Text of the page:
Introduction to APIs with Python FastAPI | by Moosa Ali | CodeX | Oct, 2021

Moosa Ali

With the rise of the Software as a service (SaaS) model, APIs have become a very important part of software development. A short summary of the SaaS model is that software developers no longer need to create installable desktop applications, they simply create their applications on the web and deploy them on a web server and then expose the endpoints to the world using APIs.

But what is an API?

That’s what we’re here to answer!

A Web-Application in a SaaS model has 3 integral parts.

Number one should be self-explanatory. You, the user, are the client. The one using the product. The server is the actual software backend where all the processing happens. The client usually requests something from the server and the server then delivers the required information. Vice versa also occurs but more importantly, this delivery of data/information is where APIs come in. APIs are the bridge that connects the client to the server and carries out this seamless transfer of data from the client to the server and vice versa.

In even simpler words, imagine you are sitting in a restaurant and you order some food. The waiter takes your order to the cook and returns back with your food. In this scenario, you are the client (the user), the cook is the server (the back-end where the processing/cooking happens) and the waiter is the API (the bridge between you and the cook and the carrier of your food).

More about APIs

API stands for “Application Programming Interface”. I may have made an API sound quite simple but in reality, there are a lot more things involved.

Whenever you load a website, you are actually invoking the API of that website which then brings you the requested webpage. When you type in the domain name of the website you want to access and hit ‘Enter’, a request is sent to the server of that website with all the required information and in the response, the entire webpage is returned. This response is interpreted by your browser and it handles the loading of the webpage and all of its assets e.g. when you got to, the HTML file of the website is returned to your browser. This HTML file contains information regarding what images to load or any other elements such as the search bar, the location of these assets on the webpage, and links to other webpages (buttons). Reading and displaying this file is your browser’s responsibility and you don’t really need to worry about it.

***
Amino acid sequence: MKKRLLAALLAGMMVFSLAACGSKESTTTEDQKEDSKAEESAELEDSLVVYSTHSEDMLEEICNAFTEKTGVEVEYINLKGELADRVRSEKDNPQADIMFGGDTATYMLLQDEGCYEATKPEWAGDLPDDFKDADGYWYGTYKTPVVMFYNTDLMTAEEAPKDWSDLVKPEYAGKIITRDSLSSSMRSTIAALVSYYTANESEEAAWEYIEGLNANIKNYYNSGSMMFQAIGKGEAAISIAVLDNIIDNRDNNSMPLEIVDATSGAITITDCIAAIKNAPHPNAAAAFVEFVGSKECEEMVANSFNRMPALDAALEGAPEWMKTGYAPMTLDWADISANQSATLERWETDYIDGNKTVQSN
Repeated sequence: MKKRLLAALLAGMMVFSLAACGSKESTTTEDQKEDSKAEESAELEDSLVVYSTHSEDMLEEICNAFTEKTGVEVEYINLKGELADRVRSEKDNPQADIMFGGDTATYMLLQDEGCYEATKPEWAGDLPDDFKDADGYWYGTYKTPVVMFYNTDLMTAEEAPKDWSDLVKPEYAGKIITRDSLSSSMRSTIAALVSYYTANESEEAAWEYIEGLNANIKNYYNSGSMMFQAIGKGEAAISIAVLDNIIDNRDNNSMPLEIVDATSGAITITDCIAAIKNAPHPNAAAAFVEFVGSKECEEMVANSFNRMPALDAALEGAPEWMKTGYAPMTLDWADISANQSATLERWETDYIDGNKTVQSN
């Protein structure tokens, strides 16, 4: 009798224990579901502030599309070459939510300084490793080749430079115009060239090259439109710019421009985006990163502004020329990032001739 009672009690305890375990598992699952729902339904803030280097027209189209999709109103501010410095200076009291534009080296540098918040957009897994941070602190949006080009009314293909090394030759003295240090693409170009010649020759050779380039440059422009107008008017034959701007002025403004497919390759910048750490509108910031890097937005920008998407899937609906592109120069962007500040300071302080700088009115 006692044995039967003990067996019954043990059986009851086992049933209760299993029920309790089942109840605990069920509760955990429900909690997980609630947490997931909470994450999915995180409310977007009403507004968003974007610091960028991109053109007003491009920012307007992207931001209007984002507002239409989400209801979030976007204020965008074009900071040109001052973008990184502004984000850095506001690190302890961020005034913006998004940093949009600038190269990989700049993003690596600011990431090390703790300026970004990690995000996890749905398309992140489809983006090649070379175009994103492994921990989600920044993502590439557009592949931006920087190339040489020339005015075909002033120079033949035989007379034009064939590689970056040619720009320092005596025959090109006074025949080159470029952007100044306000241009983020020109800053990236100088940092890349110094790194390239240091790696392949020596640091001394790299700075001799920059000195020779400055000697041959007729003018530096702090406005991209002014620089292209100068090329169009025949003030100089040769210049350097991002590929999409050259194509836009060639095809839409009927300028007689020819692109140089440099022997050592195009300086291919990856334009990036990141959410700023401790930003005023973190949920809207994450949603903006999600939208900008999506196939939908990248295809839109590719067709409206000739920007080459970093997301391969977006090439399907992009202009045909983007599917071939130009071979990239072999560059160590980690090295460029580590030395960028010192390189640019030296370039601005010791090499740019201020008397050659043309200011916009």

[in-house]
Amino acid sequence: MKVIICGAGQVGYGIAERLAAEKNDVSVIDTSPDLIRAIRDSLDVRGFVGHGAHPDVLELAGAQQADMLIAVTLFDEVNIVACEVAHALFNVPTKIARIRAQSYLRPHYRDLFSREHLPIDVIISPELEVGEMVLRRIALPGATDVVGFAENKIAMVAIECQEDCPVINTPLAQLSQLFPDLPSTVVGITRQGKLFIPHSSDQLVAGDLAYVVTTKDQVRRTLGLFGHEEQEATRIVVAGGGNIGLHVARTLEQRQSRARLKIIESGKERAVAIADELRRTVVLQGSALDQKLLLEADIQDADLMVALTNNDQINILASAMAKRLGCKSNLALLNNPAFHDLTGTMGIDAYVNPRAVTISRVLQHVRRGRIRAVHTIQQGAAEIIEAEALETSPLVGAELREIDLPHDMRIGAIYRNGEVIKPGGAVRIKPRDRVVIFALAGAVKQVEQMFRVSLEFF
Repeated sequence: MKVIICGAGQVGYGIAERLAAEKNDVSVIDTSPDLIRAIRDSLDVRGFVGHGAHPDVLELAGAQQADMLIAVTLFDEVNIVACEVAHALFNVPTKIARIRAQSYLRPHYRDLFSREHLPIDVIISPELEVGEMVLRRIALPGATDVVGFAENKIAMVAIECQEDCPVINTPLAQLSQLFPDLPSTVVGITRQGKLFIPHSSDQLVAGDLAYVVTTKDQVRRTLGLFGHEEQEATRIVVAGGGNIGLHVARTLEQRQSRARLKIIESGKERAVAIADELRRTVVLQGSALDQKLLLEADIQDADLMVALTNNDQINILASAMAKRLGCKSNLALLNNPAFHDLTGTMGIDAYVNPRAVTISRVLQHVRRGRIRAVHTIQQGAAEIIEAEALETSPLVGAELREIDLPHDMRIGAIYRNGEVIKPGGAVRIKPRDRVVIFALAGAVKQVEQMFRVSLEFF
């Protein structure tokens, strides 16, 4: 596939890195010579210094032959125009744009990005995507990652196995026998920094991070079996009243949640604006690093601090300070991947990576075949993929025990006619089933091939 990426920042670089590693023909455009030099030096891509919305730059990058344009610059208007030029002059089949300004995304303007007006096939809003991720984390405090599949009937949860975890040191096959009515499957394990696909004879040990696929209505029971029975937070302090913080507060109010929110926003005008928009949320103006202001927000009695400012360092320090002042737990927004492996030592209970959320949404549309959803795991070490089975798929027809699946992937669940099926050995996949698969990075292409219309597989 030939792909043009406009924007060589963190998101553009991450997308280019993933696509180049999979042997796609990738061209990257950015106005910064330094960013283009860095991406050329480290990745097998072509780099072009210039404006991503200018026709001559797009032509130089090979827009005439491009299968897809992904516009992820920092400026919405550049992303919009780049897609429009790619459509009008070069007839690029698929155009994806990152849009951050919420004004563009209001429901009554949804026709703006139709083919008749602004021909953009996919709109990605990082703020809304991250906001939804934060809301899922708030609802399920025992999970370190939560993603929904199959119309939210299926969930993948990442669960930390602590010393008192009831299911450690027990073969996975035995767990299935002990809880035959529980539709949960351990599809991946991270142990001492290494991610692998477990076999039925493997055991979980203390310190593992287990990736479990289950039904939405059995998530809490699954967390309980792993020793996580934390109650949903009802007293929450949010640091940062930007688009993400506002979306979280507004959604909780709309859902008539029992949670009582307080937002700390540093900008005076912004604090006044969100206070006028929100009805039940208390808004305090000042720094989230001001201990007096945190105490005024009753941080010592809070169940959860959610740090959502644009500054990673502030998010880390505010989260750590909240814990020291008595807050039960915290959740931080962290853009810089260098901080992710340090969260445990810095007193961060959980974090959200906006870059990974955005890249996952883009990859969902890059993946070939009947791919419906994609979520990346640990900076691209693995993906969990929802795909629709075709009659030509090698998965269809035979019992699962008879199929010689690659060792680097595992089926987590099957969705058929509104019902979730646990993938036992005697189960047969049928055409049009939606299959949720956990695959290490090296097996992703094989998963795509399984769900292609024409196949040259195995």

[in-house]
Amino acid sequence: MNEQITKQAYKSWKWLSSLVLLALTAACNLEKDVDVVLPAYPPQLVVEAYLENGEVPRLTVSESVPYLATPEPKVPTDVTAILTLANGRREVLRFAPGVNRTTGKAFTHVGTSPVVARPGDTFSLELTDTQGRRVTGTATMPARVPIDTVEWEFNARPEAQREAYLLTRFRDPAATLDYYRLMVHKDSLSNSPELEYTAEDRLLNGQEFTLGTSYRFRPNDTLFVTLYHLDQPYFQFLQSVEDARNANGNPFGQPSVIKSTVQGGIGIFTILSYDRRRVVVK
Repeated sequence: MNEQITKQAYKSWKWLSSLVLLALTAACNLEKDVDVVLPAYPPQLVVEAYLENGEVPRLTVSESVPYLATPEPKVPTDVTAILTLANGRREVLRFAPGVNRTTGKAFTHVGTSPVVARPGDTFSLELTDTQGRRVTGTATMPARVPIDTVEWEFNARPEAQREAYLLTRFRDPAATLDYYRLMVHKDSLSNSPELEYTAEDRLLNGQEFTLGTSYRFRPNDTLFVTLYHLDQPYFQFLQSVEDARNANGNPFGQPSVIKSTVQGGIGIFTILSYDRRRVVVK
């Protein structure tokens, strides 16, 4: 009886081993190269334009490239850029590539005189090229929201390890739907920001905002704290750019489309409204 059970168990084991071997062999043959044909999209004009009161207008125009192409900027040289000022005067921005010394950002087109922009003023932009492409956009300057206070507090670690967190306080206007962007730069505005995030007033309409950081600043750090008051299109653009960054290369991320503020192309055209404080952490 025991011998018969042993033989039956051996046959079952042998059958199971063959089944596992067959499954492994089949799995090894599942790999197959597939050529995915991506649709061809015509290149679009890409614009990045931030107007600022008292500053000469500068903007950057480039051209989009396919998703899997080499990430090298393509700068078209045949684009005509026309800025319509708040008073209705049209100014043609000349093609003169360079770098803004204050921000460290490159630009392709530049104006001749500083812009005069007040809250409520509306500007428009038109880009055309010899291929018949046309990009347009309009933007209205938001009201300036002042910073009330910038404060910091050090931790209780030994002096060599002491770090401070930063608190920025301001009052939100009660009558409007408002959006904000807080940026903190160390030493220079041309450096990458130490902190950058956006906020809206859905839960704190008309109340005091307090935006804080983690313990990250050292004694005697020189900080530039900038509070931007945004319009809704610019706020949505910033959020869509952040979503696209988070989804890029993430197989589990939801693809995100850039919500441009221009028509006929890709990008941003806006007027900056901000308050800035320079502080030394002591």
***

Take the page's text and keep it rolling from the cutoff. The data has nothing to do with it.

Another way in which APIs are used is for the simple transfer of data. No fancy assets, no web pages, just plain simple data. There are several standardized formats for the transfer of data over APIs. The most common format is the JavaScript Object Notation (JSON) format. Other formats include XML, YAML, etc. This might be confusing for some people. Why would we request only data like this over the internet? But you use APIs like this more than you realize. When you use the weather application on your phone or on your computer, the application usually uses a third-party API to get the weather information. When you hit refresh, it sends a request to the API with some information such as your location or some other authorization parameter (If required by the API) and in the response, the API returns the weather information to the application in the JSON format, the application then formats the data according to its interface and displays it to you. This is just one use case of an API. Keep reading at the end I’ll show you how you can build your own API and then see how we can request data from a third-party API.

Another important thing to mention here is that all of this communication is done using the HTTP protocol. HTTP is the standard protocol used for all sorts of communication over the web. HTTP has its own technicalities but we’re not here to talk about it so let’s return to APIs.

There is one last thing that I need to mention before moving on to building an API; the API methods (HTTP methods).

There are a total of 4 actions that you can perform using an API.

A GET request is like you (the client) asking the API to get something for you (a webpage or simply data in JSON format — server → client)

A POST method is used when you send some data to the server (client → server). This is done when you fill out a form when signing up for a social media app. The server stores the data that you send to it.

A PUT method is used when you wish to edit some data that already exists on the server. This method simply changes your existing data on the server.

A DELETE request — surprise surprise!! — sends a request to delete your data that exists on the server’s database.